Besides the blowback from the overreach of the security forces, a number of other factors contribute to jihadi radicalisation. Secularisation of society and the systematic weakening of Tunisia’s religious establishment under former President Zine El Abidine Ben Ali have led to many Tunisians growing up without a profound knowledge of Islam, which has facilitated the spread of jihadi ideology and the co-optation of religious identity.

Multiple forms of exclusion have also increased vulnerability to jihadi narratives.

The high hopes of the early transitional phase have given way to disillusionment with the democratic transition, with many young people feeling excluded from the political process. This sense of political alienation is compounded by various types of socio-economic exclusion that have either gone unaddressed or even worsened since 2011, notably linked to youth unemployment and a lack of infrastructural investment in certain regions.

Conflict and instability in the wider region have also acted as pull factors. ISIS in Syria and Iraq managed to attract large numbers of Tunisians with its promises of establishing an Islamic state and coming to the aid of oppressed Sunnis, as well as spiritual and material incentives, all of which fed on the unaddressed grievances of Tunisian youths. When it became harder to travel to the Levant, ISIS encouraged its followers to join its North African affiliate in conflict-afflicted Libya, whose proximity undoubtedly became a facilitating factor for would-be foreign fighters.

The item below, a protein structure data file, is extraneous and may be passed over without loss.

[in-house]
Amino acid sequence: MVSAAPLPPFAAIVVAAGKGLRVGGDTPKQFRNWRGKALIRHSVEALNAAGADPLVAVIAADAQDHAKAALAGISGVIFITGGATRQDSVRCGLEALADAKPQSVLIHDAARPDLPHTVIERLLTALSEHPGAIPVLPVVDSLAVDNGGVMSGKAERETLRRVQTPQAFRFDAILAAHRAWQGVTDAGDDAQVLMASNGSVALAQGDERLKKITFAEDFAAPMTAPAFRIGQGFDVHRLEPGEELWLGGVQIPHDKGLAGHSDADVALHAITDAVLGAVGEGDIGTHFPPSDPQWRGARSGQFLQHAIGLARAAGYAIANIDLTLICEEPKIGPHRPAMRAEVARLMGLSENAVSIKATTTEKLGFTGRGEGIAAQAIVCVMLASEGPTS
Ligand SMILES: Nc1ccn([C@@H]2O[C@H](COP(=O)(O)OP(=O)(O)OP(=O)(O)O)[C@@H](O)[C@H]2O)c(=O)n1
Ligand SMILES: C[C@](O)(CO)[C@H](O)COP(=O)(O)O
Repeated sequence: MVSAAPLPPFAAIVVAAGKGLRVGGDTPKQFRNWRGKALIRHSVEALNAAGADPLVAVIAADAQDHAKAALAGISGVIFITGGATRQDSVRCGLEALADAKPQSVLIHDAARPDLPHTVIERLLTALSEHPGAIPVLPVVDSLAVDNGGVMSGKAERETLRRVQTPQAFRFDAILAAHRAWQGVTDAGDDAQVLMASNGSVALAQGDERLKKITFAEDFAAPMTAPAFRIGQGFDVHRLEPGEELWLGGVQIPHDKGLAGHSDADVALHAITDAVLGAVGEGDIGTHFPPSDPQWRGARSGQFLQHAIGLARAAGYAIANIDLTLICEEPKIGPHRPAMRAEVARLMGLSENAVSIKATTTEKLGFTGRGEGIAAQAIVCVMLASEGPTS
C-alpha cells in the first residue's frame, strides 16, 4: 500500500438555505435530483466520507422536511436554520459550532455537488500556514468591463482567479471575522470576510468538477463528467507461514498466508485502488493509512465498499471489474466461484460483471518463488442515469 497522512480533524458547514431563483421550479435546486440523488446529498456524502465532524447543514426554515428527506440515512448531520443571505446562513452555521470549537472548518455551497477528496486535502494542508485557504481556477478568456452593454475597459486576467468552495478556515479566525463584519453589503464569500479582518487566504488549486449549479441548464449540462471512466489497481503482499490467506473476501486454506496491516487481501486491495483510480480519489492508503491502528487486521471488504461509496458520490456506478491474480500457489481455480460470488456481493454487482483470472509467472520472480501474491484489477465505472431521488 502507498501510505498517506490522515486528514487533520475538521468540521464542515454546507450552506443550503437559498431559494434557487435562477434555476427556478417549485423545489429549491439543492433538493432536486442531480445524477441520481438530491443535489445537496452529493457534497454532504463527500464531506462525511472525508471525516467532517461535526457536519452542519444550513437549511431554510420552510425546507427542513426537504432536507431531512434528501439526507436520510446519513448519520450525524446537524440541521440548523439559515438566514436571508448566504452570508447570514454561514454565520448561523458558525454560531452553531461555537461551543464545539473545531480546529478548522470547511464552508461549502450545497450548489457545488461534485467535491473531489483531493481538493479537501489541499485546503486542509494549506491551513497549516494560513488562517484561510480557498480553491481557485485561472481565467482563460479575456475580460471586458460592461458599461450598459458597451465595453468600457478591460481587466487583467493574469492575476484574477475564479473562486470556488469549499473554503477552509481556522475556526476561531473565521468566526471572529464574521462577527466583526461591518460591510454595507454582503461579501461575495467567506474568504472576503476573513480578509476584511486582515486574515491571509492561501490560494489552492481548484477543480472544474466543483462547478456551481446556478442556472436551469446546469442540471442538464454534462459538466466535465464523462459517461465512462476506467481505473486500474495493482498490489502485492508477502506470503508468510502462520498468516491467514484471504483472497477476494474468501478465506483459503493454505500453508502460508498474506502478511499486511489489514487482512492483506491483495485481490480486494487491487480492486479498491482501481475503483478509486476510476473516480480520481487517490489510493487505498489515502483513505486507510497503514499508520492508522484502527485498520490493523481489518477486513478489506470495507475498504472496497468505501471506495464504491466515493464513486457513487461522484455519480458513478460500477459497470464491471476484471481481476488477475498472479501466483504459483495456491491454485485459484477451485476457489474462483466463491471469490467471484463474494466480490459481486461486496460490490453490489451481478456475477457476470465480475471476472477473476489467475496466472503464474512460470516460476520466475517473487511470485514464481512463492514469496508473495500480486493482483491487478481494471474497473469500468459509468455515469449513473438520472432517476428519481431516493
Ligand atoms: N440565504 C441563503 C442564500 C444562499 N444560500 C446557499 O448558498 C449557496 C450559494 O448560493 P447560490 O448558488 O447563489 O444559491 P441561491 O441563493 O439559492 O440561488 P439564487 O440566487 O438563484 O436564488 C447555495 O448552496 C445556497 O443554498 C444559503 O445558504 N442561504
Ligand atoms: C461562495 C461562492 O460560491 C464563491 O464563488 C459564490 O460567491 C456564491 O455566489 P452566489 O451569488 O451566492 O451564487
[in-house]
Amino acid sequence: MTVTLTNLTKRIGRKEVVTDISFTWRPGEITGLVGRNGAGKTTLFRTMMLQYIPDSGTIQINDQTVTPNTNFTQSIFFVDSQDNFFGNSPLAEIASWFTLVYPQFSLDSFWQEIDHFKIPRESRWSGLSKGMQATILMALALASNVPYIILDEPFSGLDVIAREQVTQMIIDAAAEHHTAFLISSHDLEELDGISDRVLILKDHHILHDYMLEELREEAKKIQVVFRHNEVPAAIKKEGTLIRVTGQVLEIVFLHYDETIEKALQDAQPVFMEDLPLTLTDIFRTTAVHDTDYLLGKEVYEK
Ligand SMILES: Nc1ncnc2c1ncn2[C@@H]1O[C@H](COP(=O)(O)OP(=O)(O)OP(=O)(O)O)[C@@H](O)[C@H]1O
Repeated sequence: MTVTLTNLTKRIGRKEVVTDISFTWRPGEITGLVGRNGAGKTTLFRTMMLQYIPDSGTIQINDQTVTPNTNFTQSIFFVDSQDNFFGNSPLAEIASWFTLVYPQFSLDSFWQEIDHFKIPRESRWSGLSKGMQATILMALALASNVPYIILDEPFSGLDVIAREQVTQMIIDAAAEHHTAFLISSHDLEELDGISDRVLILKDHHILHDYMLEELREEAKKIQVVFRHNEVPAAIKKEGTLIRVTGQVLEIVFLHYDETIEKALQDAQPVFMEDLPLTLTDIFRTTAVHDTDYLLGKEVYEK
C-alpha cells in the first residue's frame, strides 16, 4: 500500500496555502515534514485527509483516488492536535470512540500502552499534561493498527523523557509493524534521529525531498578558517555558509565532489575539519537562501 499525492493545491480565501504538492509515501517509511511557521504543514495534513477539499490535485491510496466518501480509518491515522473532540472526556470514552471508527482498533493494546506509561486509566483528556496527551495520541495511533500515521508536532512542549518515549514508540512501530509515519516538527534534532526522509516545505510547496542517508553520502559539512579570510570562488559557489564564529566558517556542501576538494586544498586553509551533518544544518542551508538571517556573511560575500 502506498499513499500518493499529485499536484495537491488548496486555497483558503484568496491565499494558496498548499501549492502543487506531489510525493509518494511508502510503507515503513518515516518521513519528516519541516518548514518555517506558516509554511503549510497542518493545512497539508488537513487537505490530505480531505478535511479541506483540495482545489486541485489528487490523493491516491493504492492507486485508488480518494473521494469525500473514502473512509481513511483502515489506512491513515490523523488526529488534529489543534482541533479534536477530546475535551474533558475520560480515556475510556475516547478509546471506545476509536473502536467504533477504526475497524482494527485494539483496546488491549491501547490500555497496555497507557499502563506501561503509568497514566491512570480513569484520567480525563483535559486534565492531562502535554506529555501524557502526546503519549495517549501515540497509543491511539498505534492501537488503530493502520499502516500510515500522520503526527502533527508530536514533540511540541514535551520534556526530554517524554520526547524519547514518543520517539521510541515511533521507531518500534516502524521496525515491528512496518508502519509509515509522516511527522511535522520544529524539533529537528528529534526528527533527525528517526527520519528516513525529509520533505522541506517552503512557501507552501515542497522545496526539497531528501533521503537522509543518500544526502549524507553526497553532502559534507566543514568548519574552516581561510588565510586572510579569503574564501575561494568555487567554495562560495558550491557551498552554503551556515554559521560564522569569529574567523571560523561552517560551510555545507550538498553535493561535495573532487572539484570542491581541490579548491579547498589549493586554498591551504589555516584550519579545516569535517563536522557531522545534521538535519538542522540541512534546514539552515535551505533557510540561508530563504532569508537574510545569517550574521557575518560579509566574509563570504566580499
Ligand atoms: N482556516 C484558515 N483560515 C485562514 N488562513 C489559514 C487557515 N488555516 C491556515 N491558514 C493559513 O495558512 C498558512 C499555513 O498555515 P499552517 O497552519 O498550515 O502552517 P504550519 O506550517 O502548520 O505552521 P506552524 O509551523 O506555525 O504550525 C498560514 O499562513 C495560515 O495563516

To date, Tunisian governments have taken a number of measures, some of which are aimed at addressing these structural drivers of jihadi radicalisation. There has been an effort to regain state control of the religious sphere and reduce opportunities for the promotion of jihadi ideology. However, much work remains to be done to curb the growth of jihadi radicalisation in the country. While such measures need to be owned by Tunisians, international actors should not shy away from lending support where it is needed.

The Tunisian authorities have taken steps to limit opportunities for the open propagation of extremist ideas.